If you have a spare birthday card – or notelet, or postcard, or can knock one up yourself – please consider sending it to Aung San Suu Kyi in Burma. For more information on Aung San Suu Kyi and the Burma campaign, please have a quick look here.

My card cost 68p to post and the card itself was 50p, so not a large investment. But it’s important that the world is seen to be watching Aung San Suu Kyi, and this might be a good way to do that. Little tactical actions like this are sometimes the most useful.

I’ll cut and paste the original campaign request, rather than paraphrase the whole thing. Here’s why I’m asking:


Action Request – please forward to friends and colleagues.

On Sunday 19th June is the 60th Birthday of Aung San Suu Kyi, leader of Burma’s democracy movement. On that day she will have spent a total of 9 years and 238 days in detention. Armed soldiers behind a barricade of barbed wire turn away any visitors. The regime has also cut her phone line, so no-one can call to wish her happy birthday.

The brutal generals who rule Burma have already made one attempt on her life, attacking a convoy she was travelling in on May 30th 2003. Up to 100 of her supporters were beaten to death in the attack. Aung San Suu Kyi’s car managed to speed away, but she was later arrested.

The regime are doing everything they can to isolate Aung San Suu Kyi.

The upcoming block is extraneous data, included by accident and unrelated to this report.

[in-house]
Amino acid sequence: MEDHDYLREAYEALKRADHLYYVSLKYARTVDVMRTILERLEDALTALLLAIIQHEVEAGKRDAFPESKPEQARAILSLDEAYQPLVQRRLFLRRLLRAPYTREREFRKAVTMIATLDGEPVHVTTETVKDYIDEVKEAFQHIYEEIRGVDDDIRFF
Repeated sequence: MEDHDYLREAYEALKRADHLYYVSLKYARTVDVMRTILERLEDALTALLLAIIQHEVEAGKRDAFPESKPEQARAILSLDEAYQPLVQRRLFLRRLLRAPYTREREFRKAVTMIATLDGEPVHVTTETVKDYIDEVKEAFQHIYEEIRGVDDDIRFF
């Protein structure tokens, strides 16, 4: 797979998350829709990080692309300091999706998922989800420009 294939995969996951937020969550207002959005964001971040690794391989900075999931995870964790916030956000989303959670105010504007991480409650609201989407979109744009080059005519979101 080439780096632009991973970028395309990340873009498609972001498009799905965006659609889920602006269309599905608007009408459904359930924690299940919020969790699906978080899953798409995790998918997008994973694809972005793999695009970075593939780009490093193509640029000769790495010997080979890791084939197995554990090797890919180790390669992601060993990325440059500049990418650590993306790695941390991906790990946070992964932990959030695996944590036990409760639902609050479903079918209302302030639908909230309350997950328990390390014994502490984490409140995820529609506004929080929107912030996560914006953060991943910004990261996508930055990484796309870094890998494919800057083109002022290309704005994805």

They want the world to forget about her. They fear her popularity. She is the main threat to their continuing rule, and there are growing fears for her safety.

Please send a birthday card to Aung San Suu Kyi. Although the card is
likely to be intercepted by the regime, thousands of cards arriving will send a powerful message to the regime. If they know the world is watching, it will make it less likely that they will take action against Aung San Suu Kyi, as they will fear the international reaction. Your card will help keep her safe from further attacks.

Send your card to:

Daw Aung San Suu Kyi
54 University Avenue
Bahan 11201
Myanmar (Burma)

Please forward this message to friends and colleagues.

This action is part of a global campaign to free Aung San Suu Kyi. For more information visit:”>Burma Campaign.

To stay in touch with the campaign, join our email network. Send a blank email to”

Activism&Pop culture25 Apr 2005 07:36 pm

This week is TV Turnoff Week, when TV addicts go cold turkey (click grainy lo-fi picture above for proper details).

Don’t be startled by the idea of a week without the gogglebox. Other things you could do with your leisure time this week include:

  1. Meeting friends
  2. Inviting friends round to your place
  3. Reading a book
  4. Writing a blog post
  5. Painting a wall
  6. Baking a cake
  7. Going for a run
  8. Taking up a musical instrument
  9. Clearing out that cupboard/loft/shed and selling all the unwanted tat on eBay
  10. Devising an anti-establishment plot and recruiting volunteers from your local pub*

(* just my little joke, Officer)

The possibilities, quite literally, are endless. As the theme tune of shambolic 1970s British children’s programme ‘Why Don’t You’ implored us: “why don’t you just switch off your television set and go out and do something less boring instead?” (I wonder if anybody at the BBC noticed the irony of this anti-passivity message coming from a TV show. Hmm.)

Enjoy your week!

+ and here’s a Guardian story about the TV Turnoff project +